Before coming to Mississippi, Chancellor Barnard had clearly established himself as a Union man. Once in Mississippi, he established himself as a solid supporter of Black slavery. Cotton was King by 1860 and Mississippi was Queen. No person in the world knew this better than Chancellor Barnard. After the Civil War ended, the need for cotton fiber was even greater than before the war. How to keep the Blacks in the cotton field now, that they are free. Frederick Barnard, former Ole Miss Chancellor and now President of Columbia University (located down the street from Wall Street -the new master of Capitalism), quietly effected a workable policy. This policy was called White Supremacy in Mississippi and the “White Man’s Burden” in England. Legal rules and private restrictions were established all over the United States designed to keep the Black Race both in the South and in its place – officially called segregation. The legal rules “de jure” were relatively straightforward and simple, but the “de facto” rules for the North were more complex and required the Ivy League touch. President Barnard guided Wall Street in getting the North to effectuate local restrictive and exclusion laws designed to keep the blacks from coming into their territory, forcing them to remain in the cotton fields.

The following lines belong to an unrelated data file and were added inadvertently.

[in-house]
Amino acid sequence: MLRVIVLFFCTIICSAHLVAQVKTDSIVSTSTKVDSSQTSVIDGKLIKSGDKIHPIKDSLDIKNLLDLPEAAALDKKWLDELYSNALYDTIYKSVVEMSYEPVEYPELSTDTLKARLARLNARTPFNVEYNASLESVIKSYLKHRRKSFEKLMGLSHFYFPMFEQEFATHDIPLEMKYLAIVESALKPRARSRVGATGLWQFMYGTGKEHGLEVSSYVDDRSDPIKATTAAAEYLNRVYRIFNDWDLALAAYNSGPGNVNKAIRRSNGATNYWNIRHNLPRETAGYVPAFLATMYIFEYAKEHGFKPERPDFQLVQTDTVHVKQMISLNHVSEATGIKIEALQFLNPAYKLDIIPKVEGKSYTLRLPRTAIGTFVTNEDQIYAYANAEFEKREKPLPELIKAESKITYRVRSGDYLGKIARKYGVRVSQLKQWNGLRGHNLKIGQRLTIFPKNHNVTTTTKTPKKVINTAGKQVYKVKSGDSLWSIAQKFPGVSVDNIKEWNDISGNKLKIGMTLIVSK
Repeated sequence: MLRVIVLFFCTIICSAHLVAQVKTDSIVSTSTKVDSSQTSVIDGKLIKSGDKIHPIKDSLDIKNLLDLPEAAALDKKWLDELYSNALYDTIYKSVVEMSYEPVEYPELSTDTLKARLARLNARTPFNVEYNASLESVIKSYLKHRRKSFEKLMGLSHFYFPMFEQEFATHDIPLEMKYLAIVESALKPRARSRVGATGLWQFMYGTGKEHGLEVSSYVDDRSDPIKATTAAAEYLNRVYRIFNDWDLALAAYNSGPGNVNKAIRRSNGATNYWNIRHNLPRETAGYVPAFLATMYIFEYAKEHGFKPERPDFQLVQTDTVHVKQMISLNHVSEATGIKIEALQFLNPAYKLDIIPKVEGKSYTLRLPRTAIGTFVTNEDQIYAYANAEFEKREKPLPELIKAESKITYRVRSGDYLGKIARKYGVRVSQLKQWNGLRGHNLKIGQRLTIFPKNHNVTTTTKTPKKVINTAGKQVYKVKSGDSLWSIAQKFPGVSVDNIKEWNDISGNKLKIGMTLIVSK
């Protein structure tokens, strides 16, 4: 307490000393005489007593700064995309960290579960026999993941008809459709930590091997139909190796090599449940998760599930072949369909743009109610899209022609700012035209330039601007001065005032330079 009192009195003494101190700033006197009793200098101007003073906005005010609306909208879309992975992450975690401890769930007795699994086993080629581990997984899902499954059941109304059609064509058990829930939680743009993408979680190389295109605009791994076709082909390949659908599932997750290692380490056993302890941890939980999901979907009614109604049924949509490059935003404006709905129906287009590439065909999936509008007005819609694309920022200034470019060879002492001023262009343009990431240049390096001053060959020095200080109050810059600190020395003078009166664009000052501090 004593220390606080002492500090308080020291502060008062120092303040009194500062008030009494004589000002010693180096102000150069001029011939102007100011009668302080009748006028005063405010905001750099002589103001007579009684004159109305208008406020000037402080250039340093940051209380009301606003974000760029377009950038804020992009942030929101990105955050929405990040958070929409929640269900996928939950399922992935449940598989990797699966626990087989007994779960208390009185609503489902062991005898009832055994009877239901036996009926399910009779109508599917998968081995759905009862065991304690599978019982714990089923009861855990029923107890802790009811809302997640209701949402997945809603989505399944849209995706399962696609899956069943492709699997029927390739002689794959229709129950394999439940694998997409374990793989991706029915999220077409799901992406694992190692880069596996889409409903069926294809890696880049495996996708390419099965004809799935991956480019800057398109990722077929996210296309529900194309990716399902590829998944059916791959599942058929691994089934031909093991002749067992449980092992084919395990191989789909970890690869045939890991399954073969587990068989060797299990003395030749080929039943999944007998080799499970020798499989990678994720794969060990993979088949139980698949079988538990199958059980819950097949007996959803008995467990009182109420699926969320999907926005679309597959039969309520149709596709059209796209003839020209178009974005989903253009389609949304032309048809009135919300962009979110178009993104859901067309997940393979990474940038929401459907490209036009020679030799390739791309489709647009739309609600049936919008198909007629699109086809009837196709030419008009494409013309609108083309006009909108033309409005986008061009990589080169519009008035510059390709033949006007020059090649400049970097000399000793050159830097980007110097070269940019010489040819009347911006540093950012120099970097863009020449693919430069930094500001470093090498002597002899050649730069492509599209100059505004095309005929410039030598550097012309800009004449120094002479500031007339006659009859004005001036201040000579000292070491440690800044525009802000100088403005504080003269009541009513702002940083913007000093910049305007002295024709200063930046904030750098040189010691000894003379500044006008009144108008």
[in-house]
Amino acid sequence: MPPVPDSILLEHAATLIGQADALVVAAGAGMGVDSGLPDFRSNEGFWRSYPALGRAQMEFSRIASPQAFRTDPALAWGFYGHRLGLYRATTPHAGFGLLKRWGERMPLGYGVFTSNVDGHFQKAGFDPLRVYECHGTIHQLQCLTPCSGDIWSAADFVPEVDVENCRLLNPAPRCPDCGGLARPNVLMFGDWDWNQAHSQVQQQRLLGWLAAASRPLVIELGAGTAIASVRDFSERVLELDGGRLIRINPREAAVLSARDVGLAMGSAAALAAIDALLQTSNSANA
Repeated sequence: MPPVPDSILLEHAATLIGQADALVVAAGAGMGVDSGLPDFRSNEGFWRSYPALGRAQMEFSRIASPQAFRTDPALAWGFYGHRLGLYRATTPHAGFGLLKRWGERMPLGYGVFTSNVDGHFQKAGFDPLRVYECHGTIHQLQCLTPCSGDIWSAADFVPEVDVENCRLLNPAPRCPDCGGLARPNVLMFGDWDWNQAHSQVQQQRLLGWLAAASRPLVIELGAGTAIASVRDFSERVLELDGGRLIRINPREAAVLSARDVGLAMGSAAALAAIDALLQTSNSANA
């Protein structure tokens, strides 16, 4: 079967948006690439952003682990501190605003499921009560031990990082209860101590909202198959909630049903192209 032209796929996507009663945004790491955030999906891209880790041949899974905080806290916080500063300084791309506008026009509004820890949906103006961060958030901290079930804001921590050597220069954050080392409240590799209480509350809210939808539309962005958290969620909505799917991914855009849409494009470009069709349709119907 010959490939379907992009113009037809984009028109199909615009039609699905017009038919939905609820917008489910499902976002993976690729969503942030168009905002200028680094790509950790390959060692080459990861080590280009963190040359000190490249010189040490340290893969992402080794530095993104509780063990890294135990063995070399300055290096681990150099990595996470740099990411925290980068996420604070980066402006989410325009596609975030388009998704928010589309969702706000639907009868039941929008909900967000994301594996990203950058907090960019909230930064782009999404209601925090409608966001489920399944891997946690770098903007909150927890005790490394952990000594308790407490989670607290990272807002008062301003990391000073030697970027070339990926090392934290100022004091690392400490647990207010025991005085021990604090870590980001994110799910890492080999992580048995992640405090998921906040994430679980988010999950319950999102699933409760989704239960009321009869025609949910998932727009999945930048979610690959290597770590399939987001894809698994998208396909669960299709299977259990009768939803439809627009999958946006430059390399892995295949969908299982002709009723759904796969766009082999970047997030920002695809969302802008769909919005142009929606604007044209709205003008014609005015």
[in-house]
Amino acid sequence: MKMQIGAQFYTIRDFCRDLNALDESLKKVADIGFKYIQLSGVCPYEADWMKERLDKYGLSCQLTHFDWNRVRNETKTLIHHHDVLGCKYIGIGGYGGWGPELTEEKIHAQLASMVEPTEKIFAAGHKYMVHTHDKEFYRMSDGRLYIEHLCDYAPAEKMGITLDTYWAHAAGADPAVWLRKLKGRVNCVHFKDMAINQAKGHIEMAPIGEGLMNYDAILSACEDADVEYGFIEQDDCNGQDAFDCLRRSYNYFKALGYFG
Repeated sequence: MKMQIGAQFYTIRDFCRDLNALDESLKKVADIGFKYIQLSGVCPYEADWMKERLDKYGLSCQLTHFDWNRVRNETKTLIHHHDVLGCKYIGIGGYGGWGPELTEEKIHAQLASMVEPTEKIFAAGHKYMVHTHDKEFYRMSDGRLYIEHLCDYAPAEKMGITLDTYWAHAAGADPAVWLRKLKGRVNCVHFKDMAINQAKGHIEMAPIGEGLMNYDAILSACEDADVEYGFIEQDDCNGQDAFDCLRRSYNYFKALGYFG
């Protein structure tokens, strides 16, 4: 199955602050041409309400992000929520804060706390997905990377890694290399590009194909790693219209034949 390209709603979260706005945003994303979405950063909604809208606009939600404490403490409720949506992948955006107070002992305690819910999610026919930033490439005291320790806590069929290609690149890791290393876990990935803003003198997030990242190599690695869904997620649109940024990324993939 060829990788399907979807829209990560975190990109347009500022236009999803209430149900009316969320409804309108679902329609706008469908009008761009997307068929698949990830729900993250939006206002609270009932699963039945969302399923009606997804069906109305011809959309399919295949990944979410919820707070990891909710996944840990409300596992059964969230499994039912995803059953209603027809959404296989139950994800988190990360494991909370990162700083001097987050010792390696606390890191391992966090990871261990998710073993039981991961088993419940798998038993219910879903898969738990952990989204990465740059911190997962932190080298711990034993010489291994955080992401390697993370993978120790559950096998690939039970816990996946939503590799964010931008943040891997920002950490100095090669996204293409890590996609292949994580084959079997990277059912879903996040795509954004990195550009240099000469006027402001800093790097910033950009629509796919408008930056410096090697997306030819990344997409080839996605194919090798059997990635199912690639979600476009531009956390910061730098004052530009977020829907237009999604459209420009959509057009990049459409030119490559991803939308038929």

Chancellor Barnard’s greatest accomplishment for Mississippi occurred a year after his death, the 1890 Constitution. It did two main things. #1. It shifted the enforcement of white supremacy from the individual to the state; and #2. It established all effective political power at the local level. The Mississippi 1890 Constitution established Second Class as the Policy for the Black Race.
Since the Mississippi Constitution of 1890 was created and approved by the Supreme Court of the United States, Second Class status would be all the Black Race would enjoy. The enforcement of black policy was a local matter until WWII. The first significant discussion at the national level occurred in the 1930s, when President Franklin Roosevelt established a commission to make recommendations on how to deal with enemies within the United States in the event the United States entered WWII. The Commission recommended that the Japanese be interned, the Germans and Italians be watched, and the Black Race be allowed to enjoy gradually more rights. These rights were:
#1. Creation of 2 black congressional districts.
#2. Appointment of 1 black grade 13 civil servant to the Pentagon.
#3. One black promoted to general.
#4. Blacks would be allowed to serve in the military, in segregated units.
This was done in 1942.